Listening vs. Hearing
If you’ve been burned by negative, critical comments—solicited and unsolicited—over the years, it can be difficult to open yourself up to someone else’s feeback. It may be that a difficult personality and a precarious ministry situation makes listening difficult. Regardless, don’t let your pride prevent you from listening to what other voices have to say.
People are increasingly empowered to express their opinion. They do it when they make an online purchase. They do it on social media. They do it in countless other ways through web forums, blogs, surveys and feedback forms. The fact is we can learn from members, volunteers and key leaders in our congregation. Great ideas, creativity and innovation often come from the bottom up.
Nilofer Merchant’s The New How concludes that “we need to let people think and create strategy everywhere.” That’s right on target. Surveys, focus groups, interviews and observation are all powerful ways to start that process in your church.
Create surveys to discover needs, opportunities, strengths and weaknesses in your church and community. Surveys are a great way to get feedback from large groups of people and learn more about the effectiveness of your church’s evangelism, discipleship, ministry, missions and worship efforts.
Surveys contain two kinds of questions:
- Open-End Questions – Questions where the respondent is free to answer in his or her own words. Compile the answers and don’t forget to edit or remove names and inappropriate comments.
- Closed-End Questions – Questions where possible answers are supplied (yes or no, multiple choice or agree/disagree). Quantify results for each question in a spreadsheet or database.
Surveys should only ask necessary information. Brevity is the key to getting people to complete surveys. It’s also important not to communicate an agenda through the general tone, bias, ambiguity or theme of survey questions. Just ask simple questions without an expectation of specific results. Online survey tools include:
Take a quick look at some sample ministry surveys:
Bring together a focus group to learn more about church and community needs. Think carefully about the composition of any focus group. Include key leaders, influencers and long-time volunteers, but also consider new members, less involved members and critical thinkers.
Pull groups together for an opening meal or refreshments to convey informality. Then communicate a general purpose, such as learning more about the best ways to reach a school or neighborhood. Focus groups are largely open ended. Ask questions that require extended (not yes and no) answers as a way to encourage discussion and honest communication. Choose an ojbective, unbiased facilitator who has some distance from the focus group’s topic or issue at hand.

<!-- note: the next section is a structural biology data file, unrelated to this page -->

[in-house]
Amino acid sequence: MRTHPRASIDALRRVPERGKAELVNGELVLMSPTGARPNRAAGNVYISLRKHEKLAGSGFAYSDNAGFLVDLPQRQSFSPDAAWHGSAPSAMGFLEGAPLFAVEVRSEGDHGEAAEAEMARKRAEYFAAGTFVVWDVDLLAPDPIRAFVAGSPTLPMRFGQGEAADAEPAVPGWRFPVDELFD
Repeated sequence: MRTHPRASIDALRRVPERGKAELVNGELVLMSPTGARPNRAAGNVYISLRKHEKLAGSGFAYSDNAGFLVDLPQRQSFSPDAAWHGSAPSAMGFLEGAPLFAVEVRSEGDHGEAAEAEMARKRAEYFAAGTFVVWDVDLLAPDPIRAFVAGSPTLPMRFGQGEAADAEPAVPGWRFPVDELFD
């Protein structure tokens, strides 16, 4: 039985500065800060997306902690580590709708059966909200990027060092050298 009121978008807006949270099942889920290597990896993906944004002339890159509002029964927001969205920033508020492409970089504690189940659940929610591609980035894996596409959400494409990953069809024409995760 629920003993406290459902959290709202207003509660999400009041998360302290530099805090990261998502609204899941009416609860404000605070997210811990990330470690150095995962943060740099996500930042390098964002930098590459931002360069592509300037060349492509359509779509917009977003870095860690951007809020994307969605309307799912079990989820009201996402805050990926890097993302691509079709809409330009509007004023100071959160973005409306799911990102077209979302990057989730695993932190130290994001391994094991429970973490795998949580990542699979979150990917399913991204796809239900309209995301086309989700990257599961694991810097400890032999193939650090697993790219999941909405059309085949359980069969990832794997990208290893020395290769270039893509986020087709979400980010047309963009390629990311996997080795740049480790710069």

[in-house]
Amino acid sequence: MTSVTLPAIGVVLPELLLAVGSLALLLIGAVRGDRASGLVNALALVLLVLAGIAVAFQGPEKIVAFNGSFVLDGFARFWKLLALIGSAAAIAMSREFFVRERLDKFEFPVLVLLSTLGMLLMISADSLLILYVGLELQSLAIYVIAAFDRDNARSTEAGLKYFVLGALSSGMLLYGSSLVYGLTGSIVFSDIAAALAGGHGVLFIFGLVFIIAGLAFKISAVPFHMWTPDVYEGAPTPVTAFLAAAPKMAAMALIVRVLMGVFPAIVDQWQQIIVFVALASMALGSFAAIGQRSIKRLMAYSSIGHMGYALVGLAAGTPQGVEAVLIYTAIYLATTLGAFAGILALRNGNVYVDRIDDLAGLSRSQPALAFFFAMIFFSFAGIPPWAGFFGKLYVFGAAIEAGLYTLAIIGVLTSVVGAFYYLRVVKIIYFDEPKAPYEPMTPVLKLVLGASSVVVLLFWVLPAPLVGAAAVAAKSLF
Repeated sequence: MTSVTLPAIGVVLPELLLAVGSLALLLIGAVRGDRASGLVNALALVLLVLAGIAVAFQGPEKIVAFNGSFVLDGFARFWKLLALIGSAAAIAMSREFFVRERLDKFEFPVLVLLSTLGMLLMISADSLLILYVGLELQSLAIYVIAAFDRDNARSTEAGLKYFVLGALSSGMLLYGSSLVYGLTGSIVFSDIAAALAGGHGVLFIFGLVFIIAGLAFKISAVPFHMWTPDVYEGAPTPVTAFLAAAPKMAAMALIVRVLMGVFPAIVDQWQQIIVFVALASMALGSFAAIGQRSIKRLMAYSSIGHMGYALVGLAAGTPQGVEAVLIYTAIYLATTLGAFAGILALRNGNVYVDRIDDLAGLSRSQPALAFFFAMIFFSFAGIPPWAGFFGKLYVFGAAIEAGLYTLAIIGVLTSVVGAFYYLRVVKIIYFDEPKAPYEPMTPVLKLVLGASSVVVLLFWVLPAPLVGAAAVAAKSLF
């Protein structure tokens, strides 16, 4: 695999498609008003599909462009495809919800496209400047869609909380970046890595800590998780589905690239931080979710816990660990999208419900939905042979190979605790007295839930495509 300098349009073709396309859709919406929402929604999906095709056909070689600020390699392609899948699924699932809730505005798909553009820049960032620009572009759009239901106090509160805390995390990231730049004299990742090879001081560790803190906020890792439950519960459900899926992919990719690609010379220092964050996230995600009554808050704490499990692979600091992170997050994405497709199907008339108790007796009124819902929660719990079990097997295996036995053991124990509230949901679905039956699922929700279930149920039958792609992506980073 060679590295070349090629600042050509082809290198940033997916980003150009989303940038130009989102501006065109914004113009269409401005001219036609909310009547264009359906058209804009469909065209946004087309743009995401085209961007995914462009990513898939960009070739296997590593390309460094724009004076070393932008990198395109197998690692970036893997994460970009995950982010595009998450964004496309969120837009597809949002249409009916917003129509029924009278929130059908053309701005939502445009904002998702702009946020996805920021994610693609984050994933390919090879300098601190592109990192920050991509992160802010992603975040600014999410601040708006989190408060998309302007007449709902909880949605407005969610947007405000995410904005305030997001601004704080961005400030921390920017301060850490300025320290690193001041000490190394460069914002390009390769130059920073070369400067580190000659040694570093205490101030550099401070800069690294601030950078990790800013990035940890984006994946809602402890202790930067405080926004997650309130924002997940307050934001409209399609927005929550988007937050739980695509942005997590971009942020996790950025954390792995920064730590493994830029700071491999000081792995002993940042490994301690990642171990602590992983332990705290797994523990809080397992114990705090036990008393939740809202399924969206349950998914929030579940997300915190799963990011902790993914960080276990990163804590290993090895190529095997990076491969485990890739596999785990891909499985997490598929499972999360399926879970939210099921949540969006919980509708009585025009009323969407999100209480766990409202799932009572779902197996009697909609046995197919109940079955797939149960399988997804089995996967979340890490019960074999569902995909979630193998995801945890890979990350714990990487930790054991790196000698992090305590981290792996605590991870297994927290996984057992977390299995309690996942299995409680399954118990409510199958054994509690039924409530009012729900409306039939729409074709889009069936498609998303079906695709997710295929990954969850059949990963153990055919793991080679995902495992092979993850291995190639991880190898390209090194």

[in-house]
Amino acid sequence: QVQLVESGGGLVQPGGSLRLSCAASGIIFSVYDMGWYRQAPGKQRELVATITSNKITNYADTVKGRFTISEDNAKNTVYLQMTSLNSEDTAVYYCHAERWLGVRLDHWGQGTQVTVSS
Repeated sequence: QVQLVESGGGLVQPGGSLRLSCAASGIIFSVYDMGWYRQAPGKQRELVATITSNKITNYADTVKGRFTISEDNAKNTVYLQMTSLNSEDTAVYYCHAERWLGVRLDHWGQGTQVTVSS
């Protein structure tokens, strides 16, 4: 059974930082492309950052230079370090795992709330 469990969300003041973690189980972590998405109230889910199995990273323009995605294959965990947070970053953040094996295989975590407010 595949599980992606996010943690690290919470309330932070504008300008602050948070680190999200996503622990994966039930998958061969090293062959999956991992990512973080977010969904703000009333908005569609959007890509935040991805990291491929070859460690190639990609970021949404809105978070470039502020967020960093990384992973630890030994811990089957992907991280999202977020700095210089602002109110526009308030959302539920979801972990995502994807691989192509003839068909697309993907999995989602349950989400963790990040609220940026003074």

Create focus groups to learn more about:
- Age Division Ministry Perceptions – What is our preschool ministry doing well? What can we improve on? What is our student ministry doing well? What can we improve on?
- Community Outreach Focus Points – Is there a school we need to reach? Is there a neighborhood we need to reach?
- Facilities – What can we do to improve our facilities? For preschool families? For children’s famlies? For student families? For senior adults?
- First Impressions – How can we better assimilate guests and new members? What’s working and what isn’t?
- Small Groups – How can we grow our small groups? What new ideas do we need to consider?
- Recreation – How can our recreation ministry be used more effectively for outreach?
- New Ministry Initiatives – Is there a need for something new? What should this new ministry look like? Who? What? When? Where?
Interviews and Observation
Sometimes it helps to get away. Church staff teams face the daily grind of ministry with a view of church and community that’s reinforced by the people we know. That’s not necessarily a bad thing, but fresh perspectives and new ideas can sometimes lead to new insights and thinking about our situation, context and ministry methods.
Taking a field trip to visit other churches is one of the most useful interview and observation approaches. Visit another ministry team to learn more about how they are accomplishing the same tasks you are charged with doing. The give and take of two teams, or even two pastors, in dialogue can reap incredible strategy and planning dividends!
Seek out other churches of similar size and philosophy, but also look for ministries at the next level. They might be larger churches with a similar vision for their church and community. Or it might be a staff team with some innovative approach to ministry, staff, facilities or something else.
Meet with a person or a group and then record your reflections and thoughts afterwards. What does the interview or observation say to ministry in your church and community?